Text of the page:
On a societal level, this is perhaps true. There are only so many hours in the day, so you have three choices:

    Hunt all day long and then collapse onto your antelope skin rug (or ikea sectional) at the end of the day and zonk out until the hunt is on again.[i.e. working stiff]

    Devise a way to hunt more efficiently so you can still have plenty of time and energy left in the day to fingerpaint. [innovation/entrepreneurship?]

    Find someone to feed you while you art it up from sunrise to sunset.[sponsorship]

    But sub out any pursuit other than “hunting” for art and that’s true.

    Why making money is the only way to make model trains in your spare time.

    Why making money is the only way to research cancer treatments.

    Why making money is the only way to buy an ergonomic leather office chair with shiatsu massagers built-in.

    We all have to eat. And we either feed ourselves or take out a loan from wealthy society. For business people, you do this at the bank or your rich uncle’s parlor. For artists, you do this at the grant writing center or you rich uncle’s parlor. My point (and perhaps yours) is that art is entrepreneurialism.

    But I think when you ask *us* if we would be artists if we were rich, that’s a different question. Being creative is something that many of us enjoy, but not all of us can make money doing. So, in our conscientious time budgeting, it falls into the “discretionary” category. If we all had less demanding mandates to put food on the table, yes, we might be more creative, just like we might watch more football and play more Xbox 360.

    So, then, I think the hypothesis “More money = more creative” is a bit more pointed than “If money = none, then art = none.”

    I do not think that wealth is the mother of art. I think quite the opposite.
    I think inspiration, or sometimes, desperation is the mother of art.
    It’s the need to communicate something. It’s why we have folk songs, graffiti, people unloading body bags in front of Philip Morris, concentration camp inmates risking their lives to draw portraits ( etc.

    So, sorry, this is long and rambling and all I’m really trying to do is bring up another question:

    What’s the difference between a creative professional and an artist?

    1. Hey Jack, thanks for this great comment. There are a whole bunch of points that both agree and disagree with the nuances of my message here.

      Overall, I think that not “everyone” is an artist… I consider myself a creative professional, but I rarely sit down with the intention to make art for art’s sake.

      Not all art is entrepreneurialism – some is just for the hell of it, never intending to be sold for profit. However, you do need money/mammoth meat…. to make the art in the first place.

      Your right that more money ALSO equals more cancer research AND more Xbox….

      … but the reason I wrote this post is that so many artists deeply believe that money and wealth is an “evil” to be avoided at all costs. Or, at least totally irrelevant to their work.

      And it just t’aint so!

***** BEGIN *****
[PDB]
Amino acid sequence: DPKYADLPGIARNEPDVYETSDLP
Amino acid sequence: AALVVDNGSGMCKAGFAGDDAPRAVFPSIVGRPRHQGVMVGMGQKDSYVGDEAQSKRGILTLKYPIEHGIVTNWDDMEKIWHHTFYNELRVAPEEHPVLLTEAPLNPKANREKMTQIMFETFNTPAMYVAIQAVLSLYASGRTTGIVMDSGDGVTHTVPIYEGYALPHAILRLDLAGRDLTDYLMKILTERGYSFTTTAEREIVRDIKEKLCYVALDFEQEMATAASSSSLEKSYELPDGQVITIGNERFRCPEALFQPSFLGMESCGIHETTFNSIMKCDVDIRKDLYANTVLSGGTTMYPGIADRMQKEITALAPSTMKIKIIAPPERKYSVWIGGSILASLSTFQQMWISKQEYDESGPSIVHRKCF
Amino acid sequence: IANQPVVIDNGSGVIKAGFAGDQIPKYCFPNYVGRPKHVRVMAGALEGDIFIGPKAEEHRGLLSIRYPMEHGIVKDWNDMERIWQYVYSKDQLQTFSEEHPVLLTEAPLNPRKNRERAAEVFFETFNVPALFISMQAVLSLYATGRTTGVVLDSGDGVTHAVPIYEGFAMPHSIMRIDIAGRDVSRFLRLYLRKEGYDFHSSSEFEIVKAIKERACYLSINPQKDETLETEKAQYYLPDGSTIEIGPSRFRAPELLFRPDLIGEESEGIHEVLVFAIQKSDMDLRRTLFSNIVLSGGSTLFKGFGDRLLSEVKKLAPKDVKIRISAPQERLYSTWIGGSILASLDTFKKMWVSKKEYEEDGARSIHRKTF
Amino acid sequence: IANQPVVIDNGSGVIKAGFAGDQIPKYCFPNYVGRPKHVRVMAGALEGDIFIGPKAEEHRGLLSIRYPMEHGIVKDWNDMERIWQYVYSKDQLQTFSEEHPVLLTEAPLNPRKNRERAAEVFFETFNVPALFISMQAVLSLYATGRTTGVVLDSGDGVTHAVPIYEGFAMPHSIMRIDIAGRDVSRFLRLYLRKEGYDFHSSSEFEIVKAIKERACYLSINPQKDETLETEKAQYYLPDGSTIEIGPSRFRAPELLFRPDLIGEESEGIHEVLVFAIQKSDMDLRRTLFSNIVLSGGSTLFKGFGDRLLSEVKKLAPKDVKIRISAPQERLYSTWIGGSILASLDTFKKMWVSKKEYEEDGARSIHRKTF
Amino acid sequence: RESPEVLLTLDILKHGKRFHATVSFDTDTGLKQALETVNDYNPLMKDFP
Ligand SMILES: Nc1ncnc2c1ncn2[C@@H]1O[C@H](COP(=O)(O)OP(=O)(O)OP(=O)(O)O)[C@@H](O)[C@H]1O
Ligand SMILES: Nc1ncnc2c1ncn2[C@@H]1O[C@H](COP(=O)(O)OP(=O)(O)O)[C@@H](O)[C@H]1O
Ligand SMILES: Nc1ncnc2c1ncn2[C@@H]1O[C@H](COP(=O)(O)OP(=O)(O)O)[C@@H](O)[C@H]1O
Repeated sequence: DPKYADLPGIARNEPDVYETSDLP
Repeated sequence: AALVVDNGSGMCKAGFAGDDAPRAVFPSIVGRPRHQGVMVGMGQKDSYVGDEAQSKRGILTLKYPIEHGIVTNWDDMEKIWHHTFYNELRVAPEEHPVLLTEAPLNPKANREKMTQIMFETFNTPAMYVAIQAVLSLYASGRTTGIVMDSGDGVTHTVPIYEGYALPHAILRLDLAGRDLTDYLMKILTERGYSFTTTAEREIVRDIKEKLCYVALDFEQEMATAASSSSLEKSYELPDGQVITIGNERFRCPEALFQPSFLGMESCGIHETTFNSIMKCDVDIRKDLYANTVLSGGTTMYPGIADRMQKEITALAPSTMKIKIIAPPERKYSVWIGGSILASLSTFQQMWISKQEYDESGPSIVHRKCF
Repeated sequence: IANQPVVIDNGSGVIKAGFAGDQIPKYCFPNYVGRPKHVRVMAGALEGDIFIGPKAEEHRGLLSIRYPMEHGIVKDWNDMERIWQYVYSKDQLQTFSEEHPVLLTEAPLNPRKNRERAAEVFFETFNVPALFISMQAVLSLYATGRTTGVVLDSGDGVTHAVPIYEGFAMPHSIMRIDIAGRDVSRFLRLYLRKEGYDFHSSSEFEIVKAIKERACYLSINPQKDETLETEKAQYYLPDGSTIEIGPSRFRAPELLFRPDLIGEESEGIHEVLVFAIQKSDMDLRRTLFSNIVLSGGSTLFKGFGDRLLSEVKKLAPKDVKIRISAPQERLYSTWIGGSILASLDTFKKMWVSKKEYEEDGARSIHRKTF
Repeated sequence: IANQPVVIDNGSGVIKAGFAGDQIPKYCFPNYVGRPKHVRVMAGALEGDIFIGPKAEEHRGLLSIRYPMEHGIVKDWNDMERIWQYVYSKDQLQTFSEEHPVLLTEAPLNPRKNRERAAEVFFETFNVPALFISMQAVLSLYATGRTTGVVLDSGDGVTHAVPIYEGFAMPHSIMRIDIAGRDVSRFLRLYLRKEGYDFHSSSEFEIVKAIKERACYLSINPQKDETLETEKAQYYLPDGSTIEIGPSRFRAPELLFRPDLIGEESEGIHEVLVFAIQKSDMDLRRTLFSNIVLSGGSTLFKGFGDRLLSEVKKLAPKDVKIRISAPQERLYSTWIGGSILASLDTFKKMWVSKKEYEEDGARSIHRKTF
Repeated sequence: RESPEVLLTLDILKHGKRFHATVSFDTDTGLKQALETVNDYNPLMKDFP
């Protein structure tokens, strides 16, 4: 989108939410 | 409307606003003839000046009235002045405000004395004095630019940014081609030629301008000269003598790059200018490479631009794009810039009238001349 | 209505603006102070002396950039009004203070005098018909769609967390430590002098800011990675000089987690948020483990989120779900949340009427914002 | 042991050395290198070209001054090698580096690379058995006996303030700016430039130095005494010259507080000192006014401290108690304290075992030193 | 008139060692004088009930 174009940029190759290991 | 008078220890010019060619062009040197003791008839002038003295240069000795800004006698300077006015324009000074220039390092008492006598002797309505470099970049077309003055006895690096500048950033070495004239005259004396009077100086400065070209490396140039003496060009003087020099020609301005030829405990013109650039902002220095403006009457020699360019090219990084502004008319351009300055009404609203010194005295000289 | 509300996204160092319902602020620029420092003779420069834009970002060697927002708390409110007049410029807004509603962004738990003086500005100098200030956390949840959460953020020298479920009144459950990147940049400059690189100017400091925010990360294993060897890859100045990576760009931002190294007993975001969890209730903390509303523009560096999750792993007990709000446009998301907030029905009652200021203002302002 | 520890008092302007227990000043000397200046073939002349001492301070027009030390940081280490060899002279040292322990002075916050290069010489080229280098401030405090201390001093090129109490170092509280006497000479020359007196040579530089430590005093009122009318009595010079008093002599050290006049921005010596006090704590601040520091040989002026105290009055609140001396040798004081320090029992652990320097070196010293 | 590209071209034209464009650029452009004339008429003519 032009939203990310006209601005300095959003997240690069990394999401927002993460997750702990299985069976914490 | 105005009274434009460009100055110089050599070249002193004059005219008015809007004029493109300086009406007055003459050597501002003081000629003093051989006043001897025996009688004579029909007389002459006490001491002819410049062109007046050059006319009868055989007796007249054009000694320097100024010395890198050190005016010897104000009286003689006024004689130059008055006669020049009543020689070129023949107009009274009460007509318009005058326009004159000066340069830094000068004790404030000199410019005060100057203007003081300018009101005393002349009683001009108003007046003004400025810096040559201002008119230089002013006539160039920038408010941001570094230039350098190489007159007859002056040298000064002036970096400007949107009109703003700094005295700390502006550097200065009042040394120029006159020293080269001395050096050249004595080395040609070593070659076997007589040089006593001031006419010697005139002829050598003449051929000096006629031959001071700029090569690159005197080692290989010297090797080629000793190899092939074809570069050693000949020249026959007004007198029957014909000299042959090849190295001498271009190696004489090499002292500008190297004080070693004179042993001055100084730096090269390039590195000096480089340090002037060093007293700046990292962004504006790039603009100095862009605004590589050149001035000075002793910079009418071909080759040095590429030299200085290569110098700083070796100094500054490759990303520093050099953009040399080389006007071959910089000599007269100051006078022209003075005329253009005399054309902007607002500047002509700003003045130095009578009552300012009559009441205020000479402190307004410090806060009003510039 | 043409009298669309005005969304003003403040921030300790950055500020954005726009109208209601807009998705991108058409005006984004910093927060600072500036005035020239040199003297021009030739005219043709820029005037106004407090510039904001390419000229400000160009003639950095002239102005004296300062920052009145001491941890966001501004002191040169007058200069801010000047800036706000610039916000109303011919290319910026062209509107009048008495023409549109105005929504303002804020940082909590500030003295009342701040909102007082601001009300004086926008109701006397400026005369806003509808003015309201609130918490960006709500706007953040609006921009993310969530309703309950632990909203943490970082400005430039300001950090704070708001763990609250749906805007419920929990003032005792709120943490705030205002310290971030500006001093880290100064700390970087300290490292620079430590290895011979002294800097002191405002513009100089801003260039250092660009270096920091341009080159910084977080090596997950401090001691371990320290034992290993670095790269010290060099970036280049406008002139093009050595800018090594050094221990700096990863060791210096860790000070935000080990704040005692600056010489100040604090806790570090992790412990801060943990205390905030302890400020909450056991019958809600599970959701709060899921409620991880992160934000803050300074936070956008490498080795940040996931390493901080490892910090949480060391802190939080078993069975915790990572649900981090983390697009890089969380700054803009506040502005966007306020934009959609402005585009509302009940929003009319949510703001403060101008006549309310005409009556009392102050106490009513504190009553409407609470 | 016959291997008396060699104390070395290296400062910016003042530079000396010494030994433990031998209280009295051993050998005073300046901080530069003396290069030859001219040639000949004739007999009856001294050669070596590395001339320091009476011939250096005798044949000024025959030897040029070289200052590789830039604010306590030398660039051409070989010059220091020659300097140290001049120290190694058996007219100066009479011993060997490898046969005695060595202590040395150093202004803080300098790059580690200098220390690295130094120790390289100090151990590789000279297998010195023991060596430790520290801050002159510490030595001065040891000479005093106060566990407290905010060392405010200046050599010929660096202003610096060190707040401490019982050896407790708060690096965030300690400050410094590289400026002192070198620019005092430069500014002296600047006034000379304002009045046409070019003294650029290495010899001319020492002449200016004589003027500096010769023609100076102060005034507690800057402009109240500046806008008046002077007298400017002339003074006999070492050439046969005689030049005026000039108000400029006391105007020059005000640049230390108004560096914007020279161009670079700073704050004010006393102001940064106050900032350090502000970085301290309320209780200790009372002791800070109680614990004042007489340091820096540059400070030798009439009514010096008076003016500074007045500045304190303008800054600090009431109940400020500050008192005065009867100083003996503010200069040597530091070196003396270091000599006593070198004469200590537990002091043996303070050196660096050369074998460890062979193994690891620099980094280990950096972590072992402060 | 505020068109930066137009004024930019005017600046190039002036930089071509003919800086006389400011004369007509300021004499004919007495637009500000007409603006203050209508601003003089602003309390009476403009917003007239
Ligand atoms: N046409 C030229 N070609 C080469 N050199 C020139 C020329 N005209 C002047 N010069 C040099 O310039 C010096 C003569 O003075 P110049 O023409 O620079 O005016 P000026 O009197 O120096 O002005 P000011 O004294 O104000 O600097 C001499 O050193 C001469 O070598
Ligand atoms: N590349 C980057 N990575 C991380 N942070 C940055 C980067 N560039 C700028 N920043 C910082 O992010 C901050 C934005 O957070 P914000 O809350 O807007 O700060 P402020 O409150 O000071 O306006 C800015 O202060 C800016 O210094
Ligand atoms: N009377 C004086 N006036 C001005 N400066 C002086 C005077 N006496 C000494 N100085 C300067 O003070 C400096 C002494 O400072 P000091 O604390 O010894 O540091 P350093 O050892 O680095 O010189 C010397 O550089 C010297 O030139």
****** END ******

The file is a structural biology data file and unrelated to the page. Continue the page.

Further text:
9. Great post, and one that really resonated with me as it has described the path my business has taken. I started my business after getting laid off from my last job (24 hrs notice, no severance). I had lofty goals of all the things I wanted to accomplish and how I wanted to run my firm… and promptly got sucked into the “anything to pay the bills” mode of operation. Two and a half years in, I’m finally at a point where I’m able to choose my clients more, create in what I consider to be “my” style, and work on the side project (semi-custom outdoor furnishings) that I’ve wanted to do for five years. I jokingly refer to my contracts and invoices as “how I support my design habit” and my clients totally get it.

    1. Hey Dave, thanks for stopping by to comment. You’re a brave guy – kicking off a biz in those circumstances is no small feat!

      Love the “how I support my design habit” comment – I think that’s so true for a bunch of people. I remember thinking something similar when I heard about Mark McGuinness supporting his poetry habit through blogging/online marketing.

  10. Excellent post, Peter. I find myself agreeing with you but also with Jack, above. Wealth can generate “more” something, but do we create the best art with full bellies? If we did, slave music wouldn’t have become black folk music, wouldn’t have become the foundations of jazz and blues music which begat rock and Motown. Perhaps if I was able to slip back before slavery, I would see that the foundation of that art grew from “wealthy” well-fed tribesman who could turn their attention from survival to rhythm and song thereby making your point.

    But for every artist or creative professional I’ve seen that has created wealth, I’ve known 10-100 times as many who never saw a penny for their “work” but were compelled to keep producing it. There seems to be an unquenchable human need to bridge the gap between conscious thought/logic/observation and the wordless/abstract/emotional/mystical/unconscious, whether we are rewarded for it or not, whether it brings us security or not. Often it does the exact opposite…the artist showing us an unspeakable truth about our human condition often ends in jail, in exile, or in the grave.